Update: On Thursday, September 26, 2019, the Missouri Broadcasters participated in oral arguments before the 8th Circuit Federal Appeals Court in St. Louis.
The state of Missouri had appealed the June 2018 ruling from U.S. District Court. The MBA now awaits the Appeals Court decision. In the meantime, the ruling that enjoined the state from enforcing the regulations and statute is still in place!
Jefferson City, Missouri, July 2, 2018 – The Missouri Broadcasters Association (MBA) is pleased with the June 28th decision of Federal Judge Douglas Harpool, of the U.S. District Court for the Western District of Missouri, finding that two Missouri regulations and one statute were unconstitutional under the First Amendment of the United States Constitution, because they prohibited or inhibited truthful advertising.
The decision means that the portions of three Missouri laws that were challenged by the MBA are no longer in effect. Because of the Constitution’s supremacy clause, the federal court’s declaratory judgment that these state laws are unconstitutional essentially nullifies them. Additionally, Judge Harpool’s ruling enjoins Dorothy Taylor, the state supervisor of alcoholic beverage regulation, from enforcing these laws.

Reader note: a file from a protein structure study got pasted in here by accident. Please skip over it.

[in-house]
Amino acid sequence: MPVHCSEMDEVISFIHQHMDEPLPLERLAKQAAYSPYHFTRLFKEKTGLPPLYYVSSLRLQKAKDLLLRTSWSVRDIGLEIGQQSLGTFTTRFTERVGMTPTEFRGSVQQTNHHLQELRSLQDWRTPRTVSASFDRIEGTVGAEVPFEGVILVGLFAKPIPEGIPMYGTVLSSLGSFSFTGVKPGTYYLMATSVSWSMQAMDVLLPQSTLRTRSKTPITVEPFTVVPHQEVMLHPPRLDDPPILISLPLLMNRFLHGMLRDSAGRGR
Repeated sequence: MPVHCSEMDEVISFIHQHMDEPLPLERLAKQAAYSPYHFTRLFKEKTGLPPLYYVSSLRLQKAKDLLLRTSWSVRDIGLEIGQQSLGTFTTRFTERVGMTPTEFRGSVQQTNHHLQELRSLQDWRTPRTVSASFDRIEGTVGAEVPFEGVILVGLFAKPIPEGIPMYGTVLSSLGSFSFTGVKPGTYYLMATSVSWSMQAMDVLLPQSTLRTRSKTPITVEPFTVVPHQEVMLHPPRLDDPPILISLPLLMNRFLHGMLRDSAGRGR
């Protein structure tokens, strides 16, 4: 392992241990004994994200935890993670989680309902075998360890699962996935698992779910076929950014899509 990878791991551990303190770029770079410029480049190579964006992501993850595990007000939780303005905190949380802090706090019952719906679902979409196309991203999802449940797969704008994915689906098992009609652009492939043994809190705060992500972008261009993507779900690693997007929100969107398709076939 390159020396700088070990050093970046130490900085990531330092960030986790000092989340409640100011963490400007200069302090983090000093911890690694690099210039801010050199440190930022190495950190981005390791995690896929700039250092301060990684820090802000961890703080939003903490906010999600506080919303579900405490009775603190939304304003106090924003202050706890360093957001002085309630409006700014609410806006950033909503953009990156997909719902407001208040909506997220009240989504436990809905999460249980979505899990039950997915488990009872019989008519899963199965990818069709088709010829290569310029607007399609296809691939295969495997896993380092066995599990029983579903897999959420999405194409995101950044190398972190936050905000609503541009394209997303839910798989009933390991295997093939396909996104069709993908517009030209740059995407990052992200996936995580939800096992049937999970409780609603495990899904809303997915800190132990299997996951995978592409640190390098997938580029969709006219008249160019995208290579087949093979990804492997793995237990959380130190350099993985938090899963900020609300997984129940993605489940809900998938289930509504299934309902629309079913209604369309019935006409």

In simple terms, the laws that challenged prohibited the following:
• Media advertising of discount and/or below cost prices by a retail seller of alcoholic beverages;
• Financial support to retailers for advertising provided by manufacturers or distributors of alcoholic beverages (that is, vendor support or cooperative advertising)
Under Judge Harpool’s order, all of these activities, previously prohibited, are now allowable. The ruling was based on the U.S. Supreme Court’s commercial speech doctrine, which prohibits bans on truthful advertising, except in unusual circumstances that Judge Harpool found that the defendant, state officials did not prove in this case.
Businesses who operate bars, restaurants, liquor stores, and other retail alcoholic beverage sales venues can now place commercial advertising, featuring actual discounted prices. They are no longer limited to using code words to signal the discount, like “happy hour” and “ladies night”, and can clearly state the price and amount of the discount. The decision should also be helpful when retailers seek advertising support from manufacturers or distributors, like beer distributors. In the past, vendor supported or coop advertising paid by distributors was allowable only when the resulting ads identified two or more unrelated retailers and did not mention the price, but because of the ruling, those restrictions are no longer in effect.
The MBA began over ten years ago repeatedly trying to convince the state to comply with the First Amendment and Supreme Court precedents even before filing a lawsuit in 2012. This ruling now allows Missouri media outlets, like those in its eight bordering states, to accept discounted alcohol advertising and financial support from manufacturers and distributors.
For more information please contact the MBA office at 573-636-6692 or email Mark Gordon, MBA President/CEO